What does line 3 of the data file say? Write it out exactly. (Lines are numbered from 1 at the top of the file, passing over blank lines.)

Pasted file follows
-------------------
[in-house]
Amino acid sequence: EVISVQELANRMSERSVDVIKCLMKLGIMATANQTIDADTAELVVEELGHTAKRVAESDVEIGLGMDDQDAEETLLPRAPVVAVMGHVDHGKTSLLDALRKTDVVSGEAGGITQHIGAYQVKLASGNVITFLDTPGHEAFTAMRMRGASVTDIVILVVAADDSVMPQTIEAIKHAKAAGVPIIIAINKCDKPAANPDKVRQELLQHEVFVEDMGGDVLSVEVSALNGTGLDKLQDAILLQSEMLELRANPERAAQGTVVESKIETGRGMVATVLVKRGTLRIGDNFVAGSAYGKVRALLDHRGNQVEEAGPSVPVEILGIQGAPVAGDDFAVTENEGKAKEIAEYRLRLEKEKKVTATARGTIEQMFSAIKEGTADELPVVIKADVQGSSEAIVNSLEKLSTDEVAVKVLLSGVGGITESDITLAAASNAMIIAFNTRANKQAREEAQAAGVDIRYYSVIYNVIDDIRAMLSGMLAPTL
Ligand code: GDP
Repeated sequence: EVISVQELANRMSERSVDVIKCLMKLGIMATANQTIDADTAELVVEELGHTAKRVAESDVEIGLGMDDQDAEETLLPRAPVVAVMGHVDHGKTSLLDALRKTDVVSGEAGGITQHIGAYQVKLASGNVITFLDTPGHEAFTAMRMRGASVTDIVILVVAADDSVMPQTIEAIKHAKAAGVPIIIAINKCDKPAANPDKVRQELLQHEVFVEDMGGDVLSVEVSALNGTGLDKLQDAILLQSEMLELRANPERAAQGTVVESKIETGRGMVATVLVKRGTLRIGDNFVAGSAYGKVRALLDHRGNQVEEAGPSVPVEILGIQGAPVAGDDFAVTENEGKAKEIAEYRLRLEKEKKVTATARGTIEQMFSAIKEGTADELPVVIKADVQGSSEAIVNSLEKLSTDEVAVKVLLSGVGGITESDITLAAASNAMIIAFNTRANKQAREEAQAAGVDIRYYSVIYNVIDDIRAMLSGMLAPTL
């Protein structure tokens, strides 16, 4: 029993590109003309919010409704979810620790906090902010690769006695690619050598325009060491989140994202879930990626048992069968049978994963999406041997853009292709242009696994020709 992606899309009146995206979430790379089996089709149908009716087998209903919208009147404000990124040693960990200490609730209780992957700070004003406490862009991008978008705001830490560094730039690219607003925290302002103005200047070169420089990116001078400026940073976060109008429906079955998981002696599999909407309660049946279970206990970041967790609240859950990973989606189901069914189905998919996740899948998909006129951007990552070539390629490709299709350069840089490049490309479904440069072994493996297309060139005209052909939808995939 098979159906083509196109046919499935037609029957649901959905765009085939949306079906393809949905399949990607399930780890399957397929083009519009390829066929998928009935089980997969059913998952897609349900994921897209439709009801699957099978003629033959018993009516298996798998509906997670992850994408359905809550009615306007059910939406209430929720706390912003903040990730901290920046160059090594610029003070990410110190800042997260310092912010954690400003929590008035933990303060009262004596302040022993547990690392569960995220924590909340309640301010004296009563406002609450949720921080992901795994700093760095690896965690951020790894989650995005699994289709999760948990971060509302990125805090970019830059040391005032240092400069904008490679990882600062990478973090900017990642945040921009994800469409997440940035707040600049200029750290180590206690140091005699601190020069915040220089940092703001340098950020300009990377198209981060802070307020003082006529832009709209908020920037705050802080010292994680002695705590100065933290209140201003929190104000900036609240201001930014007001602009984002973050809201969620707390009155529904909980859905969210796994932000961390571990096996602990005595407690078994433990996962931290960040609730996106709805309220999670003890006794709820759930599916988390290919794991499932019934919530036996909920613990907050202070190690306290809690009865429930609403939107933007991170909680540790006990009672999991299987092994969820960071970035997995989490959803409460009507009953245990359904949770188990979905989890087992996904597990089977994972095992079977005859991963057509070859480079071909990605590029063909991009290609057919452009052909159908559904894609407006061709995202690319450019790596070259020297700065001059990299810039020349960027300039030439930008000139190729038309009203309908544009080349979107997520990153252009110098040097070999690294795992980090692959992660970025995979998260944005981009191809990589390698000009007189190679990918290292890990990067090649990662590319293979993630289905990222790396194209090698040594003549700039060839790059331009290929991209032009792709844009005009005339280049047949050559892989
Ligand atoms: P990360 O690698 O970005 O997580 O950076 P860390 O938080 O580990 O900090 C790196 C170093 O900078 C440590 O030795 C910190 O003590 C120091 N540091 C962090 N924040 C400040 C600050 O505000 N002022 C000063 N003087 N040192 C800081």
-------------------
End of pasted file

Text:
Ligand code: GDP